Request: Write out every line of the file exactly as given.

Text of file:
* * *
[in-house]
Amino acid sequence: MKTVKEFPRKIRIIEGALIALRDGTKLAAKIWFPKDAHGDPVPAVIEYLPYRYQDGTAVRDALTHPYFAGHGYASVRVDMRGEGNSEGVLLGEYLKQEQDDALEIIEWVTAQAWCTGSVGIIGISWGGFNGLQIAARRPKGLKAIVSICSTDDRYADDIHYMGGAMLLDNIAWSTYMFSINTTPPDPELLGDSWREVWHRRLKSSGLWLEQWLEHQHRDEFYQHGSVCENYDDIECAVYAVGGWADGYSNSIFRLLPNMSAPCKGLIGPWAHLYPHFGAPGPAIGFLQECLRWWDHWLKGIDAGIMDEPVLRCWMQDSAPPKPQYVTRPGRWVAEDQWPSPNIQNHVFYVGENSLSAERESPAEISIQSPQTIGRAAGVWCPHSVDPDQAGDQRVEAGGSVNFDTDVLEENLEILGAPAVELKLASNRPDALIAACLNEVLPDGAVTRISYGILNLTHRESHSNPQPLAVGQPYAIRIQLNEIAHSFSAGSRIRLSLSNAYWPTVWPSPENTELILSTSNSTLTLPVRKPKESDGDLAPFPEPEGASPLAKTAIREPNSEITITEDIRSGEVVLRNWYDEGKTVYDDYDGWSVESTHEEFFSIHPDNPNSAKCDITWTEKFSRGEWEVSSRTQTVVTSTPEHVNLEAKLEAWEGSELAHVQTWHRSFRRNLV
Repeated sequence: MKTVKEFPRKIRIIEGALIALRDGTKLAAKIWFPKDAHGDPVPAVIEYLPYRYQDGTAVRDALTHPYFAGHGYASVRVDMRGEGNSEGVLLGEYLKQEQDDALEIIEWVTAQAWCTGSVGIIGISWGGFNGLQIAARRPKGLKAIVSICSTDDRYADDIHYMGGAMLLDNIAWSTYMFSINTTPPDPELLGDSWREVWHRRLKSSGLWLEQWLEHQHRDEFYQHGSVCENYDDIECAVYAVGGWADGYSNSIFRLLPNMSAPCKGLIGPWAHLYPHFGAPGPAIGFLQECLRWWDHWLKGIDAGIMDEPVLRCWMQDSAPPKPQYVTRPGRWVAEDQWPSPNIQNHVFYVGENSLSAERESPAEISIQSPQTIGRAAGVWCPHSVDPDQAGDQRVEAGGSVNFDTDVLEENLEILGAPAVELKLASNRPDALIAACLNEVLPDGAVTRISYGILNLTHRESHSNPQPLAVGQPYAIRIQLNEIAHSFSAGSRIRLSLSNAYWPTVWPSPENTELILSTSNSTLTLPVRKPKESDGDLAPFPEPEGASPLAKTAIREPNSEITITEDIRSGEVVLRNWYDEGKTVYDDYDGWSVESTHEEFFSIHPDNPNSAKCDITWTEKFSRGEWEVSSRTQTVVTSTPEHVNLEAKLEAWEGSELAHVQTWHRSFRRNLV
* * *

[in-house]
Amino acid sequence: MKTVKEFPRKIRIIEGALIALRDGTKLAAKIWFPKDAHGDPVPAVIEYLPYRYQDGTAVRDALTHPYFAGHGYASVRVDMRGEGNSEGVLLGEYLKQEQDDALEIIEWVTAQAWCTGSVGIIGISWGGFNGLQIAARRPKGLKAIVSICSTDDRYADDIHYMGGAMLLDNIAWSTYMFSINTTPPDPELLGDSWREVWHRRLKSSGLWLEQWLEHQHRDEFYQHGSVCENYDDIECAVYAVGGWADGYSNSIFRLLPNMSAPCKGLIGPWAHLYPHFGAPGPAIGFLQECLRWWDHWLKGIDAGIMDEPVLRCWMQDSAPPKPQYVTRPGRWVAEDQWPSPNIQNHVFYVGENSLSAERESPAEISIQSPQTIGRAAGVWCPHSVDPDQAGDQRVEAGGSVNFDTDVLEENLEILGAPAVELKLASNRPDALIAACLNEVLPDGAVTRISYGILNLTHRESHSNPQPLAVGQPYAIRIQLNEIAHSFSAGSRIRLSLSNAYWPTVWPSPENTELILSTSNSTLTLPVRKPKESDGDLAPFPEPEGASPLAKTAIREPNSEITITEDIRSGEVVLRNWYDEGKTVYDDYDGWSVESTHEEFFSIHPDNPNSAKCDITWTEKFSRGEWEVSSRTQTVVTSTPEHVNLEAKLEAWEGSELAHVQTWHRSFRRNLV
Repeated sequence: MKTVKEFPRKIRIIEGALIALRDGTKLAAKIWFPKDAHGDPVPAVIEYLPYRYQDGTAVRDALTHPYFAGHGYASVRVDMRGEGNSEGVLLGEYLKQEQDDALEIIEWVTAQAWCTGSVGIIGISWGGFNGLQIAARRPKGLKAIVSICSTDDRYADDIHYMGGAMLLDNIAWSTYMFSINTTPPDPELLGDSWREVWHRRLKSSGLWLEQWLEHQHRDEFYQHGSVCENYDDIECAVYAVGGWADGYSNSIFRLLPNMSAPCKGLIGPWAHLYPHFGAPGPAIGFLQECLRWWDHWLKGIDAGIMDEPVLRCWMQDSAPPKPQYVTRPGRWVAEDQWPSPNIQNHVFYVGENSLSAERESPAEISIQSPQTIGRAAGVWCPHSVDPDQAGDQRVEAGGSVNFDTDVLEENLEILGAPAVELKLASNRPDALIAACLNEVLPDGAVTRISYGILNLTHRESHSNPQPLAVGQPYAIRIQLNEIAHSFSAGSRIRLSLSNAYWPTVWPSPENTELILSTSNSTLTLPVRKPKESDGDLAPFPEPEGASPLAKTAIREPNSEITITEDIRSGEVVLRNWYDEGKTVYDDYDGWSVESTHEEFFSIHPDNPNSAKCDITWTEKFSRGEWEVSSRTQTVVTSTPEHVNLEAKLEAWEGSELAHVQTWHRSFRRNLV